Language and Cognition

If language is central to the way we think, how does it influence what we are able to think about? Psychologist Benjamin Whorf theorized that the language we use might control, and in some ways limit, our thinking. This theory is called the linguistic relativity hypothesis. Many studies demonstrate the effect of labeling on how we think about people, objects, or ideas, but few studies show that the language we speak drastically changes what we can think about.


Describing Thought

Trying to describe thought is problematic. Descriptions are thoughts, so we are attempting to describe thought using thought itself. A global, all-inclusive definition of thought is difficult, but psychologists try to define types or categories of thoughts. Concepts are similar to the schemata mentioned previously. We each have cognitive rules we apply to stimuli from our environment that allow us to categorize and think about the objects, people, and ideas we encounter. These rules are concepts. Our concept of mom is different from our concept of dad, which is different from our concept of a soccer game. We may base our concepts on prototypes or what we think is the most typical example of a particular concept.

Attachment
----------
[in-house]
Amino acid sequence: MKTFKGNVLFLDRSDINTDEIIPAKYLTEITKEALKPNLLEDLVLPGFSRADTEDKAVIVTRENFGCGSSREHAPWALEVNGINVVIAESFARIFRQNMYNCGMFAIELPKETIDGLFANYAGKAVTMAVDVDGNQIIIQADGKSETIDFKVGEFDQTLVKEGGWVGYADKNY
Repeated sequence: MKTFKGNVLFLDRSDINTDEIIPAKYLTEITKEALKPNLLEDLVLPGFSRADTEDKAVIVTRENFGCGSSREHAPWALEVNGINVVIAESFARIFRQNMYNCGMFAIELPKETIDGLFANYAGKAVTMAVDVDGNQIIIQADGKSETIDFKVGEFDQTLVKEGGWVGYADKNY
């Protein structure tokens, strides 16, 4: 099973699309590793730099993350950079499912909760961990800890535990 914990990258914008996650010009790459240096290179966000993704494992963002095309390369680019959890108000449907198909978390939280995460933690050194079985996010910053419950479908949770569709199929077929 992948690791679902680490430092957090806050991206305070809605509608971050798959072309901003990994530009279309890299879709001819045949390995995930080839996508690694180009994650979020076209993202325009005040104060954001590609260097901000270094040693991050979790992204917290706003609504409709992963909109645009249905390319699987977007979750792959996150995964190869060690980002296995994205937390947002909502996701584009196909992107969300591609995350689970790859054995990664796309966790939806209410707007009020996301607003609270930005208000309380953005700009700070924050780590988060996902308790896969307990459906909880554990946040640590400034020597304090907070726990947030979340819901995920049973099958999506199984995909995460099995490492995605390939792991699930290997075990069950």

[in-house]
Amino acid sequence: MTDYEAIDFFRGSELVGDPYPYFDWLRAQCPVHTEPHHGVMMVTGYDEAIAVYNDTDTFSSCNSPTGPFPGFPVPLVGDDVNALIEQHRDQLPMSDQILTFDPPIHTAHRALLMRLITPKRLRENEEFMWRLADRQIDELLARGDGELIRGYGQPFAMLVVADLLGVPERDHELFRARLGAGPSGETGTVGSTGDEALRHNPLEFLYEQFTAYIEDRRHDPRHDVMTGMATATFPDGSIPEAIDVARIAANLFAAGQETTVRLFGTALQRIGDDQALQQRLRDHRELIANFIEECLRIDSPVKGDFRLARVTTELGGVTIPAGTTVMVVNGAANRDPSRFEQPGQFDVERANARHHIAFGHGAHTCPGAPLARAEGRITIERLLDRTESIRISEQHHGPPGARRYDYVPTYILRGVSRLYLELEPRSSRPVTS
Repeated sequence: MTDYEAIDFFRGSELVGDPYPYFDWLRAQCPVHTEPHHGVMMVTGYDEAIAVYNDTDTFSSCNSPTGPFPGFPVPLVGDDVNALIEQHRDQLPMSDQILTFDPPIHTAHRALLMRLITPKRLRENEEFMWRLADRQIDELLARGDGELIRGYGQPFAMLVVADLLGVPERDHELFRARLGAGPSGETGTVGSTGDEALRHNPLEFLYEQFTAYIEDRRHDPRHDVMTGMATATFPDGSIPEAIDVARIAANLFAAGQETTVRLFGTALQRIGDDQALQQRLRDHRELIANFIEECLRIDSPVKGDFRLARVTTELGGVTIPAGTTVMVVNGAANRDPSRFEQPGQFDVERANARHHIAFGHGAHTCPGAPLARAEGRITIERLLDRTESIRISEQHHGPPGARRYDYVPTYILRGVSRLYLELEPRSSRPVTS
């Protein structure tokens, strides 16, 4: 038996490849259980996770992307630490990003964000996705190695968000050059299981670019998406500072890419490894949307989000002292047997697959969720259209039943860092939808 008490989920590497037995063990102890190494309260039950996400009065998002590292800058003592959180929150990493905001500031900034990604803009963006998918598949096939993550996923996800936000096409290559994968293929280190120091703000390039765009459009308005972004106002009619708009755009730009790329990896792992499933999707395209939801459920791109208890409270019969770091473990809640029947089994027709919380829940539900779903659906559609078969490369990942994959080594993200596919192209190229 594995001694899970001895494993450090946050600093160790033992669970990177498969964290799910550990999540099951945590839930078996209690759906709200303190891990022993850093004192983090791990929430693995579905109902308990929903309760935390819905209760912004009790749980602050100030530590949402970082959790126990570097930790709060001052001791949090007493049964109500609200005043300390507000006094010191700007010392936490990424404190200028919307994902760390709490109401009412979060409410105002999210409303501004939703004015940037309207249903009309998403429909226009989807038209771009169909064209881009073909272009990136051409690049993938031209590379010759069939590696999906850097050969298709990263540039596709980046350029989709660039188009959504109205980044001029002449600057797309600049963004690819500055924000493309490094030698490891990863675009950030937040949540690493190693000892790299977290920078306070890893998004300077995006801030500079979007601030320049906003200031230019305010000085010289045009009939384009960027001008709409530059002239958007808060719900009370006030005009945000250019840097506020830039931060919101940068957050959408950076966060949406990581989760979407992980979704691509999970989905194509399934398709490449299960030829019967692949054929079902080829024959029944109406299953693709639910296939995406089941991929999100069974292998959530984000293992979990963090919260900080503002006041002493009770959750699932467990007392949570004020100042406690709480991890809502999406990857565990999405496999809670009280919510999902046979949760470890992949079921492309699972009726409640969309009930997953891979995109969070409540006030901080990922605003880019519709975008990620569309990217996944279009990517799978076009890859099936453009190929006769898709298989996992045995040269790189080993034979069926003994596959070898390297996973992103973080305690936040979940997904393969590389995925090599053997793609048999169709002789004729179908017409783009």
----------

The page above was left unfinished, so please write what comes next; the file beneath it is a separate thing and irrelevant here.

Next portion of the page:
Another type of thought, images, are the mental pictures we create in our minds of the outside world. Images can be visual, such as imagining what your cat looks like. However, images can also be auditory, tactile, olfactory, or an image of a taste, such as thinking about what hot chocolate tastes like on a very cold day.

Problem Solving